Structural features of mammalian gonadotropins
Bousfield, George R.
Butnev, Viktor Y.
Gotschall, R. Russell
Baker, Vanda L.
Moore, William T.
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Molecular and cellular endocrinology. 1996 Dec 20; 125(1-2): 3-19.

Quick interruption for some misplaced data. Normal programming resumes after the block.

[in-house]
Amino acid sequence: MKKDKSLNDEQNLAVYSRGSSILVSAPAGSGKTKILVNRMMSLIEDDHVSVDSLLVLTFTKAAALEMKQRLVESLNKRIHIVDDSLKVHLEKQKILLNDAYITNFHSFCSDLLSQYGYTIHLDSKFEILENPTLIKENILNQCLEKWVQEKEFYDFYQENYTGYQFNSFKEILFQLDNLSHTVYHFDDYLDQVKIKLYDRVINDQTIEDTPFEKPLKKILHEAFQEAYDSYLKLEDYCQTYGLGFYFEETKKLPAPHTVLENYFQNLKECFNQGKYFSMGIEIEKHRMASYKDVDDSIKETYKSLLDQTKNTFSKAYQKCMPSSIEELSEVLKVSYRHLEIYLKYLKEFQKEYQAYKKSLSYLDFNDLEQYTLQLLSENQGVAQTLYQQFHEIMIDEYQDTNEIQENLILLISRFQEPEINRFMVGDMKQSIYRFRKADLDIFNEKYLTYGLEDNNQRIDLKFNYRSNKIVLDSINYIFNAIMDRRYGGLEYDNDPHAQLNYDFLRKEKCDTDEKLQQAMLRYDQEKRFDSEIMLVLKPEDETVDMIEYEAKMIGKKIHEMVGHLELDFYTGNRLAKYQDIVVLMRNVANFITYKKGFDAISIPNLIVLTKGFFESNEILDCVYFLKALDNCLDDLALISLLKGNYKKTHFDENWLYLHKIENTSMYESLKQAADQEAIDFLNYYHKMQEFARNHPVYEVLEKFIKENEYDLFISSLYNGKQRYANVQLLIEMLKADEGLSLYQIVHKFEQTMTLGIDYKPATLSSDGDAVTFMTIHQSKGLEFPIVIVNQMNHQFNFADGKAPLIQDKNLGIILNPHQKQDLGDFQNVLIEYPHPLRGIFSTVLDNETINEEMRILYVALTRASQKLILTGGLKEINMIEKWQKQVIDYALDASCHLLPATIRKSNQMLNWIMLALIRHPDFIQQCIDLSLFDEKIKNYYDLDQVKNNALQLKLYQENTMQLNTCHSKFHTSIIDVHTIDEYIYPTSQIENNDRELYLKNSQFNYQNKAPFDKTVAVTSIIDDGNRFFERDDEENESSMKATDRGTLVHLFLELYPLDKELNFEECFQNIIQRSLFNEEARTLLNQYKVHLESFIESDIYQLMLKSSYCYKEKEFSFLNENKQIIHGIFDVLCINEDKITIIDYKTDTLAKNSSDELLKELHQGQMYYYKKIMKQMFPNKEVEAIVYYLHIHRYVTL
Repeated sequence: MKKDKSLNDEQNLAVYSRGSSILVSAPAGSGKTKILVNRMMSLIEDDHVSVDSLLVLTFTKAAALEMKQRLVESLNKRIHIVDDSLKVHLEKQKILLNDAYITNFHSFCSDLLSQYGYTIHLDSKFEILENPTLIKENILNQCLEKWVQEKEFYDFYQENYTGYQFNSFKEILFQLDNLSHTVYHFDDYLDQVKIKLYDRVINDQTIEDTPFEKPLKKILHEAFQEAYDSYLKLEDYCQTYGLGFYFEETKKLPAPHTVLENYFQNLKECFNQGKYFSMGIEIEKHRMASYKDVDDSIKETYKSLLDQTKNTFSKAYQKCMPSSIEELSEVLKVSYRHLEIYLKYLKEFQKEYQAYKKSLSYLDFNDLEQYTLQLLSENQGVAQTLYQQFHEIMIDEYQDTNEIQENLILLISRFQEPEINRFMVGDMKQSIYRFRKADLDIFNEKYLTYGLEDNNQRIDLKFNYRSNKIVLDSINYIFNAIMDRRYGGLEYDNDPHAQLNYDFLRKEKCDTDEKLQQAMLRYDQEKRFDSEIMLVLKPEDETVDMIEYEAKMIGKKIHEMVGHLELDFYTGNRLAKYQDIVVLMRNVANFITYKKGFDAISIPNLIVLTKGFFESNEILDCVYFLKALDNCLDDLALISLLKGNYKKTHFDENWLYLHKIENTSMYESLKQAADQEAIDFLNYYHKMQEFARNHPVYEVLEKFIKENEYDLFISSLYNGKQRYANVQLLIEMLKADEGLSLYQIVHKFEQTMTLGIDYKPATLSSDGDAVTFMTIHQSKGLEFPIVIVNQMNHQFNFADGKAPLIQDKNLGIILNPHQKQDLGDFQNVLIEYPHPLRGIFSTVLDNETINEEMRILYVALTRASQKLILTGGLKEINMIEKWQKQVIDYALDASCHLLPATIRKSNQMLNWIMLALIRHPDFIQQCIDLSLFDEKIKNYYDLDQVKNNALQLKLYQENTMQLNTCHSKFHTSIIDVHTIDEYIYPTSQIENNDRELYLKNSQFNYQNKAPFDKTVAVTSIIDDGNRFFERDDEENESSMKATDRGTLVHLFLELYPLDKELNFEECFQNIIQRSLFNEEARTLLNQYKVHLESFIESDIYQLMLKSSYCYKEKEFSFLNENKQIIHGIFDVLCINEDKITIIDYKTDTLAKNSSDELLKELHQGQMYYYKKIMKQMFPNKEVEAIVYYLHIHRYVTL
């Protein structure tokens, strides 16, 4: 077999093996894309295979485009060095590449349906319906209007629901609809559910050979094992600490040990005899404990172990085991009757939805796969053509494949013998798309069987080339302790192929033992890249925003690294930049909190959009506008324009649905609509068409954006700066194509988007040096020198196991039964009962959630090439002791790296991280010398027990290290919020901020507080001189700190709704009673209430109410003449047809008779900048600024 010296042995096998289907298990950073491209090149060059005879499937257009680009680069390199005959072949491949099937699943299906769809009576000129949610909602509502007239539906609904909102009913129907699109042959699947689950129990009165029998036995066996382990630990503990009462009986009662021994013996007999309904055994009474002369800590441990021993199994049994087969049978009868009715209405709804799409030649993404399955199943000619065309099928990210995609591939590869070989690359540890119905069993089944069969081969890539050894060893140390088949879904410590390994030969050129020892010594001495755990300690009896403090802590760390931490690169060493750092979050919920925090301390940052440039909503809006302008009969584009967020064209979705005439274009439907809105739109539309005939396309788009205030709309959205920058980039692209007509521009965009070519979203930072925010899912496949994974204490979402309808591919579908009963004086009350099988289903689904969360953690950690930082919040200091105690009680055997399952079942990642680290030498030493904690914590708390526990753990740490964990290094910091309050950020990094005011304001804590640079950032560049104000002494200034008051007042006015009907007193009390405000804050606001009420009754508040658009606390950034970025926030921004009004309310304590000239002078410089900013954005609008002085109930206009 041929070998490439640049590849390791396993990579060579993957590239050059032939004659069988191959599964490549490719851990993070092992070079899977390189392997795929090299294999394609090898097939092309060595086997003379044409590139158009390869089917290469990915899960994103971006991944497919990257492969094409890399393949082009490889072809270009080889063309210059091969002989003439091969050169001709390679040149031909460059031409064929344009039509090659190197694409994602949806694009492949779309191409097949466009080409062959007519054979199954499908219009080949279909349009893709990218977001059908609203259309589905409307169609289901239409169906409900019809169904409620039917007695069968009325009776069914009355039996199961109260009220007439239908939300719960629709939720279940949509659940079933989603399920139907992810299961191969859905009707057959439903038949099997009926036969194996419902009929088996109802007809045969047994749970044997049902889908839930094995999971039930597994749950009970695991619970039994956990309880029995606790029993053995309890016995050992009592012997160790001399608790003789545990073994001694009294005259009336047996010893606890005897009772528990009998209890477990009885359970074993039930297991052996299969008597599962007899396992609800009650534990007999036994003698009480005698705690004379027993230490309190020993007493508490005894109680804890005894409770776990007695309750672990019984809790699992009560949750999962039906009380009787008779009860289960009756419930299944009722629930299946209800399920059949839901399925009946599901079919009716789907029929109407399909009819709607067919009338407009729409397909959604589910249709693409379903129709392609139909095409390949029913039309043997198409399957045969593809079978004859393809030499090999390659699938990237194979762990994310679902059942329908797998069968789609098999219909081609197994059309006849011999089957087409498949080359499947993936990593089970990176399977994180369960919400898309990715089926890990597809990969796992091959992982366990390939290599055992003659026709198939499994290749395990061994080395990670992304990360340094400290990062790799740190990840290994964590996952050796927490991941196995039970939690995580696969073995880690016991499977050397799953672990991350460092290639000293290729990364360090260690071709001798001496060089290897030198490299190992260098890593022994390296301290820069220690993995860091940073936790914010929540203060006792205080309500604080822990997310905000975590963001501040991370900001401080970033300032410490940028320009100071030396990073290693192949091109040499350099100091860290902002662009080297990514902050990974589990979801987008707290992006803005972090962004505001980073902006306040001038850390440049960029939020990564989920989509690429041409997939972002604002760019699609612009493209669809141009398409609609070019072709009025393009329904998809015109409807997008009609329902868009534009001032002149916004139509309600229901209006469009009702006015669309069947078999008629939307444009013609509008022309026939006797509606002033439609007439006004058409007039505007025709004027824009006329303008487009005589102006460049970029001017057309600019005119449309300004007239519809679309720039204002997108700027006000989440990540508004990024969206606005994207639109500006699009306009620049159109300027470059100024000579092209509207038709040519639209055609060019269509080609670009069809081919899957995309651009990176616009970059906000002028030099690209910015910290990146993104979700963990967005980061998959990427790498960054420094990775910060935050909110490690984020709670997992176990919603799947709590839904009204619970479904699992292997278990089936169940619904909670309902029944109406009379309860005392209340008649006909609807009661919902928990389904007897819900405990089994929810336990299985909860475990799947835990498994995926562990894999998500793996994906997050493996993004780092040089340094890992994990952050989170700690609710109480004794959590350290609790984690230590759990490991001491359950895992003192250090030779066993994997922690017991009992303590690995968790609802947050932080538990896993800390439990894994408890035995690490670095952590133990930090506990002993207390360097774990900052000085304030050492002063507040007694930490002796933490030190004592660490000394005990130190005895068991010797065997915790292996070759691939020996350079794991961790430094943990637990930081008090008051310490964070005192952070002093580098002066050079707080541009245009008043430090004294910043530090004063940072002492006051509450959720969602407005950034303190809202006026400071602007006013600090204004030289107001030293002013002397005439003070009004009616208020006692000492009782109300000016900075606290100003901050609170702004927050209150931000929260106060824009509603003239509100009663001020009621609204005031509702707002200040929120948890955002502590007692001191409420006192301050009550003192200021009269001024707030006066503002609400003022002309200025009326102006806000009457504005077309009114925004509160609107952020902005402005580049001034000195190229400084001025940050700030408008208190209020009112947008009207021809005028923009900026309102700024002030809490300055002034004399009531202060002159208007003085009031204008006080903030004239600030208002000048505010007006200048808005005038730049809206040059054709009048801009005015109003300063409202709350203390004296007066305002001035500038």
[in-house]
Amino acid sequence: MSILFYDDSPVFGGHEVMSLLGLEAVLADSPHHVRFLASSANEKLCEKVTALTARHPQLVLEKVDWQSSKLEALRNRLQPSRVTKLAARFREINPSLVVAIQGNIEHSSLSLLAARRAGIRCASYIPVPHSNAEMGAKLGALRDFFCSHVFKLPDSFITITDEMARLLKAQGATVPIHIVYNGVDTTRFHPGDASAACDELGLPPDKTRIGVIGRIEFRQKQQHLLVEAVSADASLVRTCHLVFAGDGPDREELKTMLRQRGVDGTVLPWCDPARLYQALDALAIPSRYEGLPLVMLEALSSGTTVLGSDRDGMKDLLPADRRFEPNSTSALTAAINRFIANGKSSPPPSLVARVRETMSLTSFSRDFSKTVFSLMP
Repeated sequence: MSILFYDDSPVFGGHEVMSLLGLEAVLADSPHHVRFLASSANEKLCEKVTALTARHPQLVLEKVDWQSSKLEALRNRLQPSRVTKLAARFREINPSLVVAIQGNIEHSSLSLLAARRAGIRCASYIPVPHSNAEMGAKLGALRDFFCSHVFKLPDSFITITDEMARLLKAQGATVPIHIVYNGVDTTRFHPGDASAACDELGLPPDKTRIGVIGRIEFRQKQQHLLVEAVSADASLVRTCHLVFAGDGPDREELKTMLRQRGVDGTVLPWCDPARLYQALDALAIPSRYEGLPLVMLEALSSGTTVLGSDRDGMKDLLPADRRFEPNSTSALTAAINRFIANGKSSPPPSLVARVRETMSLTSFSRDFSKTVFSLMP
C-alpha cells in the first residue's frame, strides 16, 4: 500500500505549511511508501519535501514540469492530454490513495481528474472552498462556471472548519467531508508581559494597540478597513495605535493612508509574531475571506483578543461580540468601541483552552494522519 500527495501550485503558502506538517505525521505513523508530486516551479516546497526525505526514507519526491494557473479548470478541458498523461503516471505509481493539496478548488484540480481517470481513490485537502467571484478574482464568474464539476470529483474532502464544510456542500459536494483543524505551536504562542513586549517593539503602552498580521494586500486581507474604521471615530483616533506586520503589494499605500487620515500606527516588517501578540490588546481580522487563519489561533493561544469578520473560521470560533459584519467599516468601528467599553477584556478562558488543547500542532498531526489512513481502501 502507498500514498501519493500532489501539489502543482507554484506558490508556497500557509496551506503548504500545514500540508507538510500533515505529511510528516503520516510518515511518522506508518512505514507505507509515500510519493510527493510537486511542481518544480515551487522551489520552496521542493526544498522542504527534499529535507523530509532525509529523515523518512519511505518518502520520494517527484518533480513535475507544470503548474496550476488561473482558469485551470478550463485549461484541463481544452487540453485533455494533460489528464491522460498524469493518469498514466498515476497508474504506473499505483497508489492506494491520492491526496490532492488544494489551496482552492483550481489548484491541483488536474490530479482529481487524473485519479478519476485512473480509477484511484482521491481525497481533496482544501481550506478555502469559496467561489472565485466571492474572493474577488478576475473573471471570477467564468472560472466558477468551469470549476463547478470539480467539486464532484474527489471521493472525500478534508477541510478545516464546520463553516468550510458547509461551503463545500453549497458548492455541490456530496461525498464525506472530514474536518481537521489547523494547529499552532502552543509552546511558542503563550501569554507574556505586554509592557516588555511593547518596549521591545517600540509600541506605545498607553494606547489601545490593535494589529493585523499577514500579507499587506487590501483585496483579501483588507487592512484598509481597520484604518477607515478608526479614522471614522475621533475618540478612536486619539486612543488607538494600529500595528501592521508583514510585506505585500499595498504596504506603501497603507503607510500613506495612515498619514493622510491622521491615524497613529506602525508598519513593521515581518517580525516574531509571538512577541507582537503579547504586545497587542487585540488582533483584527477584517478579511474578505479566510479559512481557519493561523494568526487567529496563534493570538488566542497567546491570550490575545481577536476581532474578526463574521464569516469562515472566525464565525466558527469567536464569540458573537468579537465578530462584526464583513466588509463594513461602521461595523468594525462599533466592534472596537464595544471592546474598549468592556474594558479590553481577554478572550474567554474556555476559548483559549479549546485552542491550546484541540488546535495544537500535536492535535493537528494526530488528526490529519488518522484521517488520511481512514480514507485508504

There are two species for which both pituitary and placental gonadotropins are readily available, humans and horses. The human gonadotropins are better characterized than equine gonadotropins. Nevertheless, the latter are very interesting because they provide exceptions to some of the general structure-function principles derived from studies on human and other mammalian gonadotropins. For example, separate genes encode the hLH beta and hCG beta subunits while a single gene encodes eLH beta and eCG beta. Thus, eCG and eLH differ only in their oligosaccharide moieties and eLH is the only LH that possesses the O-glycosylated C-terminal extension previously believed to be restricted to chorionic gonadotropins. Truncation experiments involving eLH beta and hCG beta have suggested the C-terminal extension has no effect on receptor binding. However, the largest of three eCG forms which differ only in the extent of O-glycosylation possessed reduced affinity for LH and FSH receptors. This result suggested that effects of O-glycosylation need to be considered when examining the glycosylation differences between eLH and eCG responsible for the 10-fold lower eCG receptor binding affinity compared with that of eLH. Contribution of alpha Asn56 N-linked oligosaccharides to the different biological activities of eLH and eCG has been evaluated following selective removal using peptide-N-glycanase digestion of native equine alpha-subunit preparations. Hormones-specific patterns of glycosylation were observed on alpha Asn56 of eLH, eFSH, and eCG. Removal of alpha Asn56 oligosaccharides increased the rate of subunit association, the extent of association, and receptor binding activity. Some unassociated alpha-subunit oligosaccharides were identified which may interfere with subunit association because they were more abundant in unassociated subunit oligosaccharide maps than in a total oligosaccharide map. This was most striking in the case of eCG alpha in which two minor peaks became the major oligosaccharide peaks detectable in the unassociated eCG alpha fraction following association with eLH beta and eFSH beta. The biological activities exhibited by hybrid hormones, eLH alpha reassociated with oLH beta and pLH beta, found to be greater than those of oLH and pLH provided an interesting exception to the general rule that the beta-subunit determines the potency of the heterodimer. LH receptor binding activities of eLH beta-chimeric ovine/equine alpha-subunits suggested that the equine alpha-subunit N-terminal domain may be responsible for this effect. Equine FSH has higher FSH receptor binding activity than human, ovine, and porcine FSH preparations. This probably results from two factors. First, the presence of the equine alpha-subunit promotes receptor binding as noted above. Second, the overall -2 charge of the eFSH beta determinant loop, which is less negative that the -3 observed in other species, results from the presence of an Asn residue at position 88 instead of Asp. This apparently facilitates binding to the FSH receptor.
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